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Death and Disappearance in Indian Country Cities

Kenny Still Smoking touches the tombstone of his 7-year-old daughter, Monica, who disappeared from school in 1979 and was found frozen on a mountain, as he visits her grave on the Blackfeet Indian Reservation in Browning this past summer. A study released by a Native American nonprofit says numerous police departments in cities nationwide are not adequately identifying or reporting cases of missing and murdered indigenous women. 

The campaign on behalf of missing and murdered indigenous women continued Tuesday night, with a lecture and film screening hosted by the Missoula County Democrats.

Native American women have long endured far higher rates of violence than other racial groups. The past year has seen a surge in awareness of this problem, and a suite of new proposals to address it. Perhaps the best-known of these is Savanna’s Act, currently before Congress, which would require the U.S. Department of Justice to develop protocols for missing-persons cases in Indian Country, and improve tribal access to criminal databases.

Meanwhile, Montana lawmakers are debating Hanna’s Act, which would authorize the state Department of Justice to assist with these cases, and create a missing persons specialist within the department.

“What we're doing, and everything that we're doing with the legislation, it goes hand-in-hand,” Ivy MacDonald told the audience over Skype. She and her brother Ivan, members of the Blackfeet Tribe, have been pressing for passage of these bills, and portraying the issue through film.

At Tuesday’s meeting, which drew about 40 guests, organizers screened three clips from their upcoming documentary, "When They Were Here.'' The first featured Susan Irvine Adams, who was found dead in Arlee about six decades ago, a trauma that lingers for her family.

The second featured members of the Box Elder High School girls’ basketball team, who highlighted the issue by wearing ribbons in their sneakers. “We wanted to show sort of the resilient side of some of these young women taking it upon themselves to raise awareness,” Ivy said.

The third clip showed the search for Bonnie Three Iron, who was found dead on the Crow Reservation in April 2017. Her friends and family members voiced deep dissatisfaction with police, a common sentiment among those whose Native loved ones have gone missing.

For Ivan and Ivy MacDonald, the topic is personal.

“Like with most indigenous people and families and communities, we had our own experience,” he said over the phone. Their cousin, 7-year-old Monica Still Smoking, was found frozen on a mountain on the Blackfeet Reservation in 1979; they’re also related to Ashley HeavyRunner Loring, who vanished in 2017 and has yet to be found.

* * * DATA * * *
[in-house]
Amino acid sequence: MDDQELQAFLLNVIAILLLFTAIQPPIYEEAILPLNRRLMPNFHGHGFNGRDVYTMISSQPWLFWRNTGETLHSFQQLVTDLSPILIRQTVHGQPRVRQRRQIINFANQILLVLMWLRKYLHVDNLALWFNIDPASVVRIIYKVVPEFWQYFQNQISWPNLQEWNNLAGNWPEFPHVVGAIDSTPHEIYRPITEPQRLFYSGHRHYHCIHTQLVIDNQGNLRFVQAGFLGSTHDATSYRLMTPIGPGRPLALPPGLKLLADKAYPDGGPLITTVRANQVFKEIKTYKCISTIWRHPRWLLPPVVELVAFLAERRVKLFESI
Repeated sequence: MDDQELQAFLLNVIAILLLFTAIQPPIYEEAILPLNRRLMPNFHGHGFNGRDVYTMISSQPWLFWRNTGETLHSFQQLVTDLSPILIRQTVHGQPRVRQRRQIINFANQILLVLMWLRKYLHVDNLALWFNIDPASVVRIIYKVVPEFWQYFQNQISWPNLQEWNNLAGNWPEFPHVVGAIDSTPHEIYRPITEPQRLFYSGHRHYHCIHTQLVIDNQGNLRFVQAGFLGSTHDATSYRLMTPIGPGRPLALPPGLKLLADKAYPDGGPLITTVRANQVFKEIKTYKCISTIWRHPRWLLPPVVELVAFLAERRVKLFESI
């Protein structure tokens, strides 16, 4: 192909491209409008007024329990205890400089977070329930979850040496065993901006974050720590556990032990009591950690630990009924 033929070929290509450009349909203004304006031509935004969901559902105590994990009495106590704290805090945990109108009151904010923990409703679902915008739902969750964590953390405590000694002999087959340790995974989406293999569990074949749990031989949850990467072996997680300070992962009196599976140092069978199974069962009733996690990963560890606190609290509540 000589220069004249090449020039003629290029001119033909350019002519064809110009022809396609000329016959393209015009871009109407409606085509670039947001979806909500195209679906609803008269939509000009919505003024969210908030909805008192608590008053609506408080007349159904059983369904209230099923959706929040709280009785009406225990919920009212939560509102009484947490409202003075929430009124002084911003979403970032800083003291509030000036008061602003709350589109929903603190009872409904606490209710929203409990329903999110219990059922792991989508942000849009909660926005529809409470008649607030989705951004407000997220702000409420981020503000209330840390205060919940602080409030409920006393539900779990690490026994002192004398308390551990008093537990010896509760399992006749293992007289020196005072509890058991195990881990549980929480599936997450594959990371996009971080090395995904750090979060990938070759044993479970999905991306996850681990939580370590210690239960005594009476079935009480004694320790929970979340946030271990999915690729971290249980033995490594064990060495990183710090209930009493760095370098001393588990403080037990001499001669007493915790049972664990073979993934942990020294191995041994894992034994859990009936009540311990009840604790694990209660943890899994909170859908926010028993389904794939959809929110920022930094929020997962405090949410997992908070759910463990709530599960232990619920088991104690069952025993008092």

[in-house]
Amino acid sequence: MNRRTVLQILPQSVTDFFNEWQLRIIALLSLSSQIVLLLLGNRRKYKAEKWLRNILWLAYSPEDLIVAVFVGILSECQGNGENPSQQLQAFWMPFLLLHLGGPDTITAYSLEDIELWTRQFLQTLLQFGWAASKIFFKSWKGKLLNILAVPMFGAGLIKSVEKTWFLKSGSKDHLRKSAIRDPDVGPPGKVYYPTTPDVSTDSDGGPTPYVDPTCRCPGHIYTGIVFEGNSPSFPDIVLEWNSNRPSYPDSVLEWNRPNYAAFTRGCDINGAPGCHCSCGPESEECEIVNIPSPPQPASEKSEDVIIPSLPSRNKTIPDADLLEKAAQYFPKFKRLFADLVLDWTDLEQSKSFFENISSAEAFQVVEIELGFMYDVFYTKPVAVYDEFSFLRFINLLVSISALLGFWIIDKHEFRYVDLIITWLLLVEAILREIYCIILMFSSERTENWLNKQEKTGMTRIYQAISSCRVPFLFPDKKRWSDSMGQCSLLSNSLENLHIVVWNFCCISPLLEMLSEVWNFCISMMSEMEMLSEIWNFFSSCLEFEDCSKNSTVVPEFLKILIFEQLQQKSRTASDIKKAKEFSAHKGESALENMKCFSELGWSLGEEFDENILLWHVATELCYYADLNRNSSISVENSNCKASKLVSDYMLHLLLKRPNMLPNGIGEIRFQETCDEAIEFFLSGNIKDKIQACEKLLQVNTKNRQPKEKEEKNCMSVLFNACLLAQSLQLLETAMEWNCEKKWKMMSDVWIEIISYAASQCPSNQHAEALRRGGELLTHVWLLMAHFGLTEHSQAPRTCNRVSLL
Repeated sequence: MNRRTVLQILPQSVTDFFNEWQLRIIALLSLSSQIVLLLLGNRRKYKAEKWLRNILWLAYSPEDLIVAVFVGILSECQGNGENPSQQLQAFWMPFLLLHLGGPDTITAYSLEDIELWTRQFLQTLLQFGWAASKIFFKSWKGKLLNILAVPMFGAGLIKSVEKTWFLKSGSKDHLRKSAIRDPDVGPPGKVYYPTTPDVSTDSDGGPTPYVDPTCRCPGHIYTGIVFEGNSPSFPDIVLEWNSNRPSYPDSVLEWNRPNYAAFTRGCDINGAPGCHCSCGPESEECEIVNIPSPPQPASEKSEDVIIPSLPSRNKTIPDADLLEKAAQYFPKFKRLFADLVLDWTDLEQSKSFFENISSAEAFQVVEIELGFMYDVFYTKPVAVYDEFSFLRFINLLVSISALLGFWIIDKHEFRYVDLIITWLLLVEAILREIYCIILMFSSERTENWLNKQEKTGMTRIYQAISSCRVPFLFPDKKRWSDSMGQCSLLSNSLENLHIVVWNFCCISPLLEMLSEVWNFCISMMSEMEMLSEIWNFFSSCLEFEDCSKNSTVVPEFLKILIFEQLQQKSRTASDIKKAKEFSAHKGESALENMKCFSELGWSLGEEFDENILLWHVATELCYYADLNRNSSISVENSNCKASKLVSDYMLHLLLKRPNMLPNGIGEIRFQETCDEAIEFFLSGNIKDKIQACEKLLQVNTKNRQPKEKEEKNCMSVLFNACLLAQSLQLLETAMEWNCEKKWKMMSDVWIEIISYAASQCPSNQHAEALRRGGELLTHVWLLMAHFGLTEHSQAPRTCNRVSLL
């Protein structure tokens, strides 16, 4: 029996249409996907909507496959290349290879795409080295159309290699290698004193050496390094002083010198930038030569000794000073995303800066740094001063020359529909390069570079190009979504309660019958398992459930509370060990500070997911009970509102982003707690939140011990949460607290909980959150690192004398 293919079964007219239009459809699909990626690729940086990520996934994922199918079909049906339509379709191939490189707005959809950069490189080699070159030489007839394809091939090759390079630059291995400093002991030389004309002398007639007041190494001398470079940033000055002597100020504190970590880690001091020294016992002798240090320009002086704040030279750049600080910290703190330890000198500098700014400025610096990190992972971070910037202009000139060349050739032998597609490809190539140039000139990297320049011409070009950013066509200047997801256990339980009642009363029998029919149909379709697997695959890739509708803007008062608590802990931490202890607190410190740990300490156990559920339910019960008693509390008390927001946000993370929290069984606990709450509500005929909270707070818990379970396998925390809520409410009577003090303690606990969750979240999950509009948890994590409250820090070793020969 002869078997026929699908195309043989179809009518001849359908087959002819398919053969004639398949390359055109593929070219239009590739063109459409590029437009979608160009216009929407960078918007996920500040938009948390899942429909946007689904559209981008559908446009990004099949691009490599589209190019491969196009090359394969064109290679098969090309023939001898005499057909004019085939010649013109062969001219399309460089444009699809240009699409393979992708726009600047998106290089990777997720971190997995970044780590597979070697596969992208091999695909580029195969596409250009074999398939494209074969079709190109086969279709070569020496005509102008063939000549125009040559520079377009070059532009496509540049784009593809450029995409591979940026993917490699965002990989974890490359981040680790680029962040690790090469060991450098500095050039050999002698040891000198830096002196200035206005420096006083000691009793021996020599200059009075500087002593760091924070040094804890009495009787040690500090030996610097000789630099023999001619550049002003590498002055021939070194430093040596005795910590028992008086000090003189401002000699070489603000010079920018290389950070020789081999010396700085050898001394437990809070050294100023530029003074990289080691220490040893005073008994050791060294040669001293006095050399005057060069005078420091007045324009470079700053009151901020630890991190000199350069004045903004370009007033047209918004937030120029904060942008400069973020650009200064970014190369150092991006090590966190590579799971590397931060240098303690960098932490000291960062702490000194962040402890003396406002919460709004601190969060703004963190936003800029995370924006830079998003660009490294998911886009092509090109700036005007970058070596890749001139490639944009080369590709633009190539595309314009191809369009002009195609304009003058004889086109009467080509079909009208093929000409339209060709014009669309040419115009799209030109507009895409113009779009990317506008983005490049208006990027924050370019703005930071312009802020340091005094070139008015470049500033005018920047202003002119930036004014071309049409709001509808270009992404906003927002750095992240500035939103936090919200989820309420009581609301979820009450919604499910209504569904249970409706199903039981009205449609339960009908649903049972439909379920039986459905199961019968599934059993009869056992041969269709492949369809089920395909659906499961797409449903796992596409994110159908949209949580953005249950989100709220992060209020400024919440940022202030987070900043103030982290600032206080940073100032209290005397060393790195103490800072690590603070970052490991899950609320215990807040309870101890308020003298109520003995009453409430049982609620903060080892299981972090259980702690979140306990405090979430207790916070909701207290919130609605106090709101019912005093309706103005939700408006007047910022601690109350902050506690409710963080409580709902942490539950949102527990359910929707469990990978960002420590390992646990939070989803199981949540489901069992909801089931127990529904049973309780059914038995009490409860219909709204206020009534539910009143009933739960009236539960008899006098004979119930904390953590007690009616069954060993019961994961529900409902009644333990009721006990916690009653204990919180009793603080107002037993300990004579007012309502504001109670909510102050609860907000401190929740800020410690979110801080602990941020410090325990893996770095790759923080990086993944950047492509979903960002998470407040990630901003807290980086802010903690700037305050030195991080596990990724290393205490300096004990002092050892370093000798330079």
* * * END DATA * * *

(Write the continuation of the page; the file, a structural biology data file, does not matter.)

“It’s just kind of always been a topic that’s been ever present in our lives,” he said.

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The documentary began about two years ago, when he was completing his master’s degree in film studies at the University of Montana. “I approached Ivy and said, ‘Hey let’s do a short film,’” he remembers. 

Since then, it’s grown into a full-fledged documentary, one that he expects to go into production this summer. They’re currently fundraising to accomplish that goal, and will “pitch” the documentary to film and television industry representatives at the Big Sky Film Festival this month.

Already, he says, “just to see the big focus that’s there now has been kind of inspiring. … We just hope there can be some movement and this change around this film.”

Both of Montana’s U.S. senators have been active on the issue. Michael LaValley, U.S. Sen. Jon Tester’s tribal liaison, gave an update and handed out a fact sheet on the various steps the Democrat had taken. In addition to Savanna’s Act, he and Sen. Steve Daines, R-Mont., have co-sponsored the Securing Urgent Resources Vital to Indian Victim Empowerment (SURVIVE) Act, which set aside Crime Victims Fund money for Indian Country. Tester has also introduced a bill that would direct the Government Accountability Office to comprehensively study the handling of missing-persons cases in Indian Country.

Amid these developments, Carole Meyers of Missoula came away encouraged from Tuesday’s event.

“I hope we have more meetings like this,” she said. A member of the Oneida tribe, of Blackfeet and Seneca descent, she said “our voices need to be heard [on this issue], and they’re going to be heard.”

“To be more involved is essential,” she said, especially when it comes to discussing the issue with friends and contacting Congress.

“The seeds have been planted, and so we need to sprout them.”

"When They Were Here'' will be featured at the Big Sky Documentary Film Festival's Big Sky Pitch event on Thursday, Feb. 21 from 9 a.m. to 2 p.m. at the University of Montana's UC Theater. Visit bigskyfilmfest.org/docshop/big_sky_pitch/ for details. For more information about the documentary project, or to make a donation, visit whentheywerehere.com/.

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